Correspondence of Francis Crick that had been thought destroyed were recently found among papers of one his correspondents. They reveal personal details of the struggle – and the competition – to reveal the structure and mechanism of DNA. The New York Times has published a piece on them, and an article was released by NATURE Wednesday Sept. 29.
Oxidative stress has long been suspected to play a role in tissue damage after stroke, but no study has ever clearly demonstrated a link between the two. Now a group of researchers representing ten institutions and four countries describe a new potential therapeutic target for acute stroke in the latest issue of PLoS Biology.
Friday Lecture Series
Sweet, Bitter, Sour, Salty and Umami: The Receptors, Cells and Coding Logic for Mammalian Taste
Charles Zuker, Ph.D.
professor of biochemistry and molecular biophysics and of neuroscience,
October 1, 2010
3:45 p.m.-5:00 p.m. (Refreshments, 3:15 p.m., Abby Lounge)
Chandrashekar, J., Kuhn, C., Oka, Y., Yarmolinsky, D. A., Hummler, E., Ryba, N. J. P., et al. (2010). The cells and peripheral representation of sodium taste in mice. Nature, 464(7286), 297-301.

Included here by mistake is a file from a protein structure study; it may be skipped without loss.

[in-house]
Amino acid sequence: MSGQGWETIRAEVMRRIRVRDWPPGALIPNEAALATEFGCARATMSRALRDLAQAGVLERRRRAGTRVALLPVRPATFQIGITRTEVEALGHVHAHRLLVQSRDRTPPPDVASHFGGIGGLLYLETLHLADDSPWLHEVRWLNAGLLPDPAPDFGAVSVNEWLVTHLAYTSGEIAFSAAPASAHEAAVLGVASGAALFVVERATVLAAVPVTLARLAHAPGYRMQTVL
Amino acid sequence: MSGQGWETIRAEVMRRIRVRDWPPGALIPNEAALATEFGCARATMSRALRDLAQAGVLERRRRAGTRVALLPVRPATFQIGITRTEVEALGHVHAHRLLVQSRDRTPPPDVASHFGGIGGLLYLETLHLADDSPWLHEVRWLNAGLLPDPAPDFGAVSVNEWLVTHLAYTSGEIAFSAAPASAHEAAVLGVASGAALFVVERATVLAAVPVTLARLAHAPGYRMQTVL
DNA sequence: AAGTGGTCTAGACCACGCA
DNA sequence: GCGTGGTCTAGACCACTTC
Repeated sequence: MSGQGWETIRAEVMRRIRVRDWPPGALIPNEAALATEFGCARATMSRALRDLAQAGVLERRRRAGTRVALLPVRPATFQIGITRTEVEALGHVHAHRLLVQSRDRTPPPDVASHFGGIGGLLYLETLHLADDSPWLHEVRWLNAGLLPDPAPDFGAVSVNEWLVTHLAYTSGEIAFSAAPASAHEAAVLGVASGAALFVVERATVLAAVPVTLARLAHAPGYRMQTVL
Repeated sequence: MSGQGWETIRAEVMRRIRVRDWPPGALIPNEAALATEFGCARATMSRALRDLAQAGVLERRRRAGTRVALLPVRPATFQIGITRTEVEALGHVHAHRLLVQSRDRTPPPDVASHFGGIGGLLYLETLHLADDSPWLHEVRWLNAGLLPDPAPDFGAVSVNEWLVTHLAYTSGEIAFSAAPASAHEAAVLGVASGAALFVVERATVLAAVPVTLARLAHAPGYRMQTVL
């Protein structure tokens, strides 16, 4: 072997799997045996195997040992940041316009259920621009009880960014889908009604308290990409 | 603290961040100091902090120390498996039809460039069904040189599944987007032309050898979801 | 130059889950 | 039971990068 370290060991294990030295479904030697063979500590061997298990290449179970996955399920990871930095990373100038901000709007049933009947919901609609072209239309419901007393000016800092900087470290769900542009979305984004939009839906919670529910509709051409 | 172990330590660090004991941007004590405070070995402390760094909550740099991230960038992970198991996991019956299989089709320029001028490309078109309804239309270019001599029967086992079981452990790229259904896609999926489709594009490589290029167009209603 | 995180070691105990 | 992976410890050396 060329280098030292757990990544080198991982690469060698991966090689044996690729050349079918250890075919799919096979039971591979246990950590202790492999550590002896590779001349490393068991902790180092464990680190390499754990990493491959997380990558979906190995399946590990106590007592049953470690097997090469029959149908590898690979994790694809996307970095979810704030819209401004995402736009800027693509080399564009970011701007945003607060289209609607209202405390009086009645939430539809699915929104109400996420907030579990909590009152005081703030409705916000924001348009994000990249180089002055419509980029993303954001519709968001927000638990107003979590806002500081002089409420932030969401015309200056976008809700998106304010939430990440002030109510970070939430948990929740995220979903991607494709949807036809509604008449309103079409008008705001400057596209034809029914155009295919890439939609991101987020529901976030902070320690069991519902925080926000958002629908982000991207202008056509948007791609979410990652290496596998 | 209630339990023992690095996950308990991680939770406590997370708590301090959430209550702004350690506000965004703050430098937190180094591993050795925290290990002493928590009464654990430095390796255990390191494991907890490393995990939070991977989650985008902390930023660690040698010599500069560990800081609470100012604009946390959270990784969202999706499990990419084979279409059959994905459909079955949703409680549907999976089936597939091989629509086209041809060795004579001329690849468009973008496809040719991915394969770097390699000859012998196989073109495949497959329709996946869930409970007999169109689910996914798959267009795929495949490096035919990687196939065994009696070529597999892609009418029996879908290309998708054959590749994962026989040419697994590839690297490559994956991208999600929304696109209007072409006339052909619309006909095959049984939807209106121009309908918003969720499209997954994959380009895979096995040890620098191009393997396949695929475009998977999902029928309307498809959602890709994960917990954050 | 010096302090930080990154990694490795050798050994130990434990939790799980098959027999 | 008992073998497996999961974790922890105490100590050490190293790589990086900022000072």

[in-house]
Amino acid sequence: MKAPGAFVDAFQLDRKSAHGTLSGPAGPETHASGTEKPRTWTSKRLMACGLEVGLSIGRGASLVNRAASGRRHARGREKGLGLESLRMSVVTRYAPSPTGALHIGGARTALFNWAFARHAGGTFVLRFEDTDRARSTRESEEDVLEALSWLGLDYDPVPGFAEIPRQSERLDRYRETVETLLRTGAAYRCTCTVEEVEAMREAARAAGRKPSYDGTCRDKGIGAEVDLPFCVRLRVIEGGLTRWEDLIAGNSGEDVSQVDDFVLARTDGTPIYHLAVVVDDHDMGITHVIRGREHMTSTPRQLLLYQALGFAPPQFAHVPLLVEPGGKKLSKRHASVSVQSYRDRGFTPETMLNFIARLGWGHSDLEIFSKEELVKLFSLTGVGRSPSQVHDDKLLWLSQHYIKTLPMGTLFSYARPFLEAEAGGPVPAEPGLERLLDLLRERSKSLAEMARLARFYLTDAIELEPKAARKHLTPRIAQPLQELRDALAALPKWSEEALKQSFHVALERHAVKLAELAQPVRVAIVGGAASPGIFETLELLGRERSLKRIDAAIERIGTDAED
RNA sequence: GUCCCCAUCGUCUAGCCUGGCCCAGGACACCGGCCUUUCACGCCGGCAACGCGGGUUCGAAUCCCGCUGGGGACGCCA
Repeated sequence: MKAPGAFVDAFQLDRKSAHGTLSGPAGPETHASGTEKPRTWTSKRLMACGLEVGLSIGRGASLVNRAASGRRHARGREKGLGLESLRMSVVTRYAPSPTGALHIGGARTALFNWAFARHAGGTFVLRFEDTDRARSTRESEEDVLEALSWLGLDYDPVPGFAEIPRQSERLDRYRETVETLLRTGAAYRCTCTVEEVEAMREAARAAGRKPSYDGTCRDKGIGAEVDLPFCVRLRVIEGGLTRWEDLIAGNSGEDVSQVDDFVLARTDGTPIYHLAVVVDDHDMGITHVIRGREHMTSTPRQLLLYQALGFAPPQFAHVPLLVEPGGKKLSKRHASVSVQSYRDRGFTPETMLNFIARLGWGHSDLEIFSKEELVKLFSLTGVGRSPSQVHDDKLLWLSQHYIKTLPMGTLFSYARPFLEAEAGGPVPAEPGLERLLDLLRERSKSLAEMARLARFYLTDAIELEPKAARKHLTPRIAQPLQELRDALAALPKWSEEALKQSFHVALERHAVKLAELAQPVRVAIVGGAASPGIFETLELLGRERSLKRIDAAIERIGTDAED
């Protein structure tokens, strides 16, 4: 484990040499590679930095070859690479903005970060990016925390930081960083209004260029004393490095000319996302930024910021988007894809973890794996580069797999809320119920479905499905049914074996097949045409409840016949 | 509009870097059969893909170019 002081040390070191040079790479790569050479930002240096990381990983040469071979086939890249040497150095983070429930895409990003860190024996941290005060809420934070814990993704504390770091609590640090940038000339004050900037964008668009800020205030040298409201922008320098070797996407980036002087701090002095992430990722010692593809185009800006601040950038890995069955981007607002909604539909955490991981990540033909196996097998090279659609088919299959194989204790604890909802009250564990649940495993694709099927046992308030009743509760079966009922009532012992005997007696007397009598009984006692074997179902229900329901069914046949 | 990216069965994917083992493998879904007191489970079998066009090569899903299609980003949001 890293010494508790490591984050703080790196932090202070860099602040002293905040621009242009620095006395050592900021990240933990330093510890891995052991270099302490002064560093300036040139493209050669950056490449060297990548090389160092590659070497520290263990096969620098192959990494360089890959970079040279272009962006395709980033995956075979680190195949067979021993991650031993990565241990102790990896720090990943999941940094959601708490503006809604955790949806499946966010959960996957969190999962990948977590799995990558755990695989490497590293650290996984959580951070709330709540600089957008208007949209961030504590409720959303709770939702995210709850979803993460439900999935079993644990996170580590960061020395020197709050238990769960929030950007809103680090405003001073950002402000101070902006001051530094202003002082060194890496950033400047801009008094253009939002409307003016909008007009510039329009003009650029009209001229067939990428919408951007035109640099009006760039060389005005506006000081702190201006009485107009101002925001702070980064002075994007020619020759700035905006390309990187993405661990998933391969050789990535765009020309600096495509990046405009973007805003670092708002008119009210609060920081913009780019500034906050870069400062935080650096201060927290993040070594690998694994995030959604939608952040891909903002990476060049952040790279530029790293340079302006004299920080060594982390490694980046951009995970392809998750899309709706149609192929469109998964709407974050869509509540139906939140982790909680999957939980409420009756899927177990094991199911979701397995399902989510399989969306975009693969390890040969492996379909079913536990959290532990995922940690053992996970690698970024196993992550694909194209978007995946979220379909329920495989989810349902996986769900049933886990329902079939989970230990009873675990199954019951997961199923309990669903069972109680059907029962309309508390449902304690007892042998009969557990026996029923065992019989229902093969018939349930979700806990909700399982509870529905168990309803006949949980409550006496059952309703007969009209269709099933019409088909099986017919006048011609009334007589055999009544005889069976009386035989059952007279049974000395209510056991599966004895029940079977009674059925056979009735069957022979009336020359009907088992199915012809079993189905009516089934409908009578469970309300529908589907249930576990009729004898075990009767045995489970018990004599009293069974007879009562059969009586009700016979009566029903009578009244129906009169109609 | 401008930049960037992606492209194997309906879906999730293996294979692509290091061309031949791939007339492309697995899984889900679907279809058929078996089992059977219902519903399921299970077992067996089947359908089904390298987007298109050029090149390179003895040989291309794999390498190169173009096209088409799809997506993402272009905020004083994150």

Yarmolinsky, D. A., Zuker, C. S., & Ryba, N. J. P. (2009). Common sense about taste: From mammals to insects. Cell, 139(2), 234-244.
Mueller, K. L., Hoon, M. A., Erlenbach, I., Chandrashekar, J., Zuker, C. S., & Ryba, N. J. P. (2005). The receptors and coding logic for bitter taste. Nature, 434(7030), 225-229.
Zhao, G. Q., Zhang, Y., Hoon, M. A., Chandrashekar, J., Erlenbach, I., Ryba, N. J. P., et al. (2003). The receptors for mammalian sweet and umami taste. Cell, 115(3), 255-266.
Nelson, G., Hoon, M. A., Chandrashekar, J., Zhang, Y., Ryba, N. J. P., & Zuker, C. S. (2001). Mammalian sweet taste receptors. Cell, 106(3), 381-390.
Scientists from The Scripps Research Institute have solved a long-standing mystery of how cells conduct “quality control” to eliminate the toxic effects of a certain kind of error in protein production. The findings may lead to a better understanding of a host of neurodegenerative diseases. The new study, published by NATURE online recently, suggests how cells in eukaryotic organisms, like humans, sense and destroy “non-stop” proteins that remain stuck in the ribosome, the protein manufacturing plant of the cell.